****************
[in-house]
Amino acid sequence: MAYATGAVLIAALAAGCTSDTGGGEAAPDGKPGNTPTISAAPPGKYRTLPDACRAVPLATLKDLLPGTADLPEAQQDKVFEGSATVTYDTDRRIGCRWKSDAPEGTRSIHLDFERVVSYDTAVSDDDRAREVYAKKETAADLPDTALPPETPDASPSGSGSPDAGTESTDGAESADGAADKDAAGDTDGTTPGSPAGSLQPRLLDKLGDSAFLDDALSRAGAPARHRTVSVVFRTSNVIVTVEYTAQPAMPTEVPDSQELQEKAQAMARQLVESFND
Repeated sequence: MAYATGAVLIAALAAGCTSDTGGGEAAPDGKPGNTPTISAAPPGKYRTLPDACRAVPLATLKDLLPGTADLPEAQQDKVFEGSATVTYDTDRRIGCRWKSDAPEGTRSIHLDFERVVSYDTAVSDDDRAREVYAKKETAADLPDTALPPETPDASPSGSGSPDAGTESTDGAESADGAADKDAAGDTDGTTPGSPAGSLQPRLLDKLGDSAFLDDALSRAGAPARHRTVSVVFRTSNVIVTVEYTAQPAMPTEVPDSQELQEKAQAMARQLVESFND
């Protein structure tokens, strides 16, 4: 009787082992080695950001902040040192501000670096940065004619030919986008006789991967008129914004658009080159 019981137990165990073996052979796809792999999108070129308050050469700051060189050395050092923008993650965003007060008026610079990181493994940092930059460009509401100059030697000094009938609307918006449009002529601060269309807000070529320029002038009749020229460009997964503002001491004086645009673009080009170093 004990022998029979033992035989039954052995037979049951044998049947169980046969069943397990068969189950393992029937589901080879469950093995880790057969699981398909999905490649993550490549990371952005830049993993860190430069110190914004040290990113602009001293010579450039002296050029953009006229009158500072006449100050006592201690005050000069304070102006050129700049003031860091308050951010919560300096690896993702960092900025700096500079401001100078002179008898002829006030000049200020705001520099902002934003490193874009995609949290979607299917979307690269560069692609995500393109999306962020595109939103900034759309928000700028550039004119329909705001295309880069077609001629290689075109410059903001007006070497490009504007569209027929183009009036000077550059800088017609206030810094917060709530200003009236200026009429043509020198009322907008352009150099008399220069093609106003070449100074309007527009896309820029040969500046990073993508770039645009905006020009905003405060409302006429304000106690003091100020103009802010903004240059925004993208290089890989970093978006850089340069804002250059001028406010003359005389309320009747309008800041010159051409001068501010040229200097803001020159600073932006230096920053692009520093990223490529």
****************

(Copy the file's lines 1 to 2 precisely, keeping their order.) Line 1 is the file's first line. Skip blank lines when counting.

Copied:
[in-house]
Amino acid sequence: MAYATGAVLIAALAAGCTSDTGGGEAAPDGKPGNTPTISAAPPGKYRTLPDACRAVPLATLKDLLPGTADLPEAQQDKVFEGSATVTYDTDRRIGCRWKSDAPEGTRSIHLDFERVVSYDTAVSDDDRAREVYAKKETAADLPDTALPPETPDASPSGSGSPDAGTESTDGAESADGAADKDAAGDTDGTTPGSPAGSLQPRLLDKLGDSAFLDDALSRAGAPARHRTVSVVFRTSNVIVTVEYTAQPAMPTEVPDSQELQEKAQAMARQLVESFND